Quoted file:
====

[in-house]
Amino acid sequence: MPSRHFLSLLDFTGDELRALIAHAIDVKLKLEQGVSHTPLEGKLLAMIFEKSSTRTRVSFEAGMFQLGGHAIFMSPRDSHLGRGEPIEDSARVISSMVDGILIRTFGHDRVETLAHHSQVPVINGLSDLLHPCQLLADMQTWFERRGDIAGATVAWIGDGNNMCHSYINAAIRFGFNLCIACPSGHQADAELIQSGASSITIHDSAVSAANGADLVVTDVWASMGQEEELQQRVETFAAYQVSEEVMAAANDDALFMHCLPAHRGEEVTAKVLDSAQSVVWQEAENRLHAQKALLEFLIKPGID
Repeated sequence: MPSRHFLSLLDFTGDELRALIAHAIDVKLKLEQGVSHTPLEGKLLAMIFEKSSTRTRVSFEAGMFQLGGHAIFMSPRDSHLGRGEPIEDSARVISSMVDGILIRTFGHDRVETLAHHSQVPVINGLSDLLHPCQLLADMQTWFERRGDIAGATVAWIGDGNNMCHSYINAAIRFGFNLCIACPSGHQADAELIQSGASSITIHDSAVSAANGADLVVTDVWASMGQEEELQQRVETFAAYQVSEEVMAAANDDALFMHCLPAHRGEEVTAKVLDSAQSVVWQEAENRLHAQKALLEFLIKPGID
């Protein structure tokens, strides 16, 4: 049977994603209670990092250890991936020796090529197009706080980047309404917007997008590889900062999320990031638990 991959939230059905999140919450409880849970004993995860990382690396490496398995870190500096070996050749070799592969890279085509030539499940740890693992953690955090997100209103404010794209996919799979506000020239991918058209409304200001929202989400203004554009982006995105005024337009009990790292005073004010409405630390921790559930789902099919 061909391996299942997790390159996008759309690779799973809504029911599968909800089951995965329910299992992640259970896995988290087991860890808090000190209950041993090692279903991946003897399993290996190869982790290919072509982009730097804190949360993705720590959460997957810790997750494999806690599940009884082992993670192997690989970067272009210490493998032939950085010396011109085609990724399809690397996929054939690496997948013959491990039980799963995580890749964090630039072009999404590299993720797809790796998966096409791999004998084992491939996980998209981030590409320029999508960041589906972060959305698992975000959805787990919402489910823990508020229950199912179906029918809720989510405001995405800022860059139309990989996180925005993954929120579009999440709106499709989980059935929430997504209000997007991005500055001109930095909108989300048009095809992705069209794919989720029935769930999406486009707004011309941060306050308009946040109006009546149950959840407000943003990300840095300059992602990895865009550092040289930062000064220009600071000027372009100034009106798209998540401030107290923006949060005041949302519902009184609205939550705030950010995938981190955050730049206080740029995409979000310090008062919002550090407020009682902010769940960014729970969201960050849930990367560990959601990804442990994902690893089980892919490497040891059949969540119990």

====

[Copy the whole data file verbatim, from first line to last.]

[in-house]
Amino acid sequence: MPSRHFLSLLDFTGDELRALIAHAIDVKLKLEQGVSHTPLEGKLLAMIFEKSSTRTRVSFEAGMFQLGGHAIFMSPRDSHLGRGEPIEDSARVISSMVDGILIRTFGHDRVETLAHHSQVPVINGLSDLLHPCQLLADMQTWFERRGDIAGATVAWIGDGNNMCHSYINAAIRFGFNLCIACPSGHQADAELIQSGASSITIHDSAVSAANGADLVVTDVWASMGQEEELQQRVETFAAYQVSEEVMAAANDDALFMHCLPAHRGEEVTAKVLDSAQSVVWQEAENRLHAQKALLEFLIKPGID
Repeated sequence: MPSRHFLSLLDFTGDELRALIAHAIDVKLKLEQGVSHTPLEGKLLAMIFEKSSTRTRVSFEAGMFQLGGHAIFMSPRDSHLGRGEPIEDSARVISSMVDGILIRTFGHDRVETLAHHSQVPVINGLSDLLHPCQLLADMQTWFERRGDIAGATVAWIGDGNNMCHSYINAAIRFGFNLCIACPSGHQADAELIQSGASSITIHDSAVSAANGADLVVTDVWASMGQEEELQQRVETFAAYQVSEEVMAAANDDALFMHCLPAHRGEEVTAKVLDSAQSVVWQEAENRLHAQKALLEFLIKPGID
């Protein structure tokens, strides 16, 4: 049977994603209670990092250890991936020796090529197009706080980047309404917007997008590889900062999320990031638990 991959939230059905999140919450409880849970004993995860990382690396490496398995870190500096070996050749070799592969890279085509030539499940740890693992953690955090997100209103404010794209996919799979506000020239991918058209409304200001929202989400203004554009982006995105005024337009009990790292005073004010409405630390921790559930789902099919 061909391996299942997790390159996008759309690779799973809504029911599968909800089951995965329910299992992640259970896995988290087991860890808090000190209950041993090692279903991946003897399993290996190869982790290919072509982009730097804190949360993705720590959460997957810790997750494999806690599940009884082992993670192997690989970067272009210490493998032939950085010396011109085609990724399809690397996929054939690496997948013959491990039980799963995580890749964090630039072009999404590299993720797809790796998966096409791999004998084992491939996980998209981030590409320029999508960041589906972060959305698992975000959805787990919402489910823990508020229950199912179906029918809720989510405001995405800022860059139309990989996180925005993954929120579009999440709106499709989980059935929430997504209000997007991005500055001109930095909108989300048009095809992705069209794919989720029935769930999406486009707004011309941060306050308009946040109006009546149950959840407000943003990300840095300059992602990895865009550092040289930062000064220009600071000027372009100034009106798209998540401030107290923006949060005041949302519902009184609205939550705030950010995938981190955050730049206080740029995409979000310090008062919002550090407020009682902010769940960014729970969201960050849930990367560990959601990804442990994902690893089980892919490497040891059949969540119990």